#
Painleve equations and their applications

February 6 to February 10, 2017
at the

American Institute of Mathematics,
San Jose, California

organized by

Estelle Basor,
Yang Chen,
and Michael Rubinstein

## Original Announcement

This workshop will bring together experts in random matrix theory and number theory to study
the role of Painleve equations in number theory, random matrix theory, and the
many interesting connections between the two theories.
Random matrix theory has provided a rich set of statistical
results and tools for analyzing the eigenvalues and value distribution of
characteristic polynomials of Hermitian matrices and related statistics of
matrices in the classical compact groups and the connections to Painleve
equations in many settings is now well understood.

Several problems in number theory also have behaviors that are governed
by Painleve equations. Besides the spacing distribution of zeros of
$L$-functions, the
Painleve arise in the asymptotics of the moments of the derivative of the
Riemann zeta function, and in the moments of the average of the $k$-th divisor
function in short intervals. One goal at the workshop would be to bring
techniques from the world of Painleve to better understand the behavior of
these asymptotic formulas, for example to obtain, in the latter problem,
uniform asymptotics for the constant factor (as a function say of $k$ and the
size of the interval) in the moments. Another area worth exploring is the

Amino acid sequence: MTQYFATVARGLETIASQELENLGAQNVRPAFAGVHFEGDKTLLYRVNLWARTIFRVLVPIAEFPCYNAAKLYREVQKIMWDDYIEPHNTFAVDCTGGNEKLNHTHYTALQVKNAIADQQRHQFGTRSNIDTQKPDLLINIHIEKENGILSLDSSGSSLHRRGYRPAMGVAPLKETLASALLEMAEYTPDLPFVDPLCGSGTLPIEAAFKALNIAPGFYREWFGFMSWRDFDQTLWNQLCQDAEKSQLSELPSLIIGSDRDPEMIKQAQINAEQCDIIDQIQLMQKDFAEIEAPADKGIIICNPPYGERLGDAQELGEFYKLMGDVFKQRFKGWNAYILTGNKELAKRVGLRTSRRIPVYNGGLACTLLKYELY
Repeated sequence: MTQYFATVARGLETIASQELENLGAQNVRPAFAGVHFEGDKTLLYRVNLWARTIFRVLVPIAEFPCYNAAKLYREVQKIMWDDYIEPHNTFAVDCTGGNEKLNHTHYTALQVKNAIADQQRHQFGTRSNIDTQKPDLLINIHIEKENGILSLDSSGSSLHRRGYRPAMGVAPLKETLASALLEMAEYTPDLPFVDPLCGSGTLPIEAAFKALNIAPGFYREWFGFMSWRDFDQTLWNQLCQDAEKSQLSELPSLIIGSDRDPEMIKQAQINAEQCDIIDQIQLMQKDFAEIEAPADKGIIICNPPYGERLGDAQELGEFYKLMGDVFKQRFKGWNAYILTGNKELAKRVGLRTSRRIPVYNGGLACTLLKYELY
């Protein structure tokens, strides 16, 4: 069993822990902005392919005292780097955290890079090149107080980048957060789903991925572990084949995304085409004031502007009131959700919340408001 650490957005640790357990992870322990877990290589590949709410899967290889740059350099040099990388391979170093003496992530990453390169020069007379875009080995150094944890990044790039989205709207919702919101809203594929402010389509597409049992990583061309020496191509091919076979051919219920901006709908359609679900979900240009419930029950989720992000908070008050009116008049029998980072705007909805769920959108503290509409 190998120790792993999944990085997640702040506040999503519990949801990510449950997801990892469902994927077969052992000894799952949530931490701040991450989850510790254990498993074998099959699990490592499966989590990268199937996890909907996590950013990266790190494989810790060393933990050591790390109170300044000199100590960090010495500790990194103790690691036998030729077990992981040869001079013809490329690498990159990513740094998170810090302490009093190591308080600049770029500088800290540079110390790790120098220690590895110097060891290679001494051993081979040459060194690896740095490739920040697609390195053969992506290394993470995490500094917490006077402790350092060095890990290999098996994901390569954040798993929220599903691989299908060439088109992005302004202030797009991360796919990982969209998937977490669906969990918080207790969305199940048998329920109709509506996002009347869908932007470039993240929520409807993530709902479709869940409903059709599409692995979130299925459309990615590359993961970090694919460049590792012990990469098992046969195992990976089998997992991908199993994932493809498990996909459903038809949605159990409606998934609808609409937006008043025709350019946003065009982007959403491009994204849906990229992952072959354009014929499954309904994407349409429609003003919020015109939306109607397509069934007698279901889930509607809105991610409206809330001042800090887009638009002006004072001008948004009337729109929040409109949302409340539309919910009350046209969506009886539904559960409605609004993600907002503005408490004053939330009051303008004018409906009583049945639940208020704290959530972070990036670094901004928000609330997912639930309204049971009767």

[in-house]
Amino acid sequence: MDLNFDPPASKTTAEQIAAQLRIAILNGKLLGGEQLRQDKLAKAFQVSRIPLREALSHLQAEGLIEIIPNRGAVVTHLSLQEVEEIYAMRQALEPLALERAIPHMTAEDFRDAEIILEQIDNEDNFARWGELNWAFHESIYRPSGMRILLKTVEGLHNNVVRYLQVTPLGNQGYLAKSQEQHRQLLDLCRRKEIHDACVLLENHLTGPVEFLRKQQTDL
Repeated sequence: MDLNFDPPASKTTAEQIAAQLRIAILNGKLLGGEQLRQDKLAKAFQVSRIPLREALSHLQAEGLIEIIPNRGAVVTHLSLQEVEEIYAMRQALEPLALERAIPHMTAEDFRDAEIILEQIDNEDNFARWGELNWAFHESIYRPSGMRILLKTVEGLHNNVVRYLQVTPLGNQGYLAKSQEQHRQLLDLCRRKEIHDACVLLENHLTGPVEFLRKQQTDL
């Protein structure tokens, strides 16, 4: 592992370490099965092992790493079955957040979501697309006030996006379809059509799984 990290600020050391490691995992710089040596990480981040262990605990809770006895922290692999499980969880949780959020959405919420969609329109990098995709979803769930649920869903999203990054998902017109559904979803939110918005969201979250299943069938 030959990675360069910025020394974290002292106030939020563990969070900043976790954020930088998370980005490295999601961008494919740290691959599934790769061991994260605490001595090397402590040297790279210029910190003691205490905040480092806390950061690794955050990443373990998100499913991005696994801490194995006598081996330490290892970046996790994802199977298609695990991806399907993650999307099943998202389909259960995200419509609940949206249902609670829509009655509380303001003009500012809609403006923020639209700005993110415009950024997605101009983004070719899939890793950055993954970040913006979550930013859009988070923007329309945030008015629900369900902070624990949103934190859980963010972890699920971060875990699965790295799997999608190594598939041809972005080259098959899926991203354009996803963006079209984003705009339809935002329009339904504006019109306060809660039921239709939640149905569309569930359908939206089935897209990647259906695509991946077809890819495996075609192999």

appearance of the Chazy equation, a third order non-linear differential
equation, in relation to the Eisenstein series $E_2$. Finally, Bourgain,
Gamburd, and
Sarnak have found connections between the non-linear affine sieve and the
classification of
Painleve VI equation that have finite monodromy.

Other questions of interest involve describing statistical quantities that exist
more directly in random matrix theory at the level of finite, fixed size
matrices. For example, finding expressions for determinants of non-classical
Hankel matrices that depend on parameters, (or with perturbed weights) are
related to Painleve equations. This problem is in turn related to the study of
gap probability for finite ensembles of matrices. In this setting, a double
scaling limit is the quantity of interest. Recent results have used a 'ladder
technique' to find such expressions. We hope to discover how to make this
technique as systematic and transparent as possible.

## Material from the workshop

A list of participants.
The workshop schedule.

A report on the workshop activities.

A list of open problems.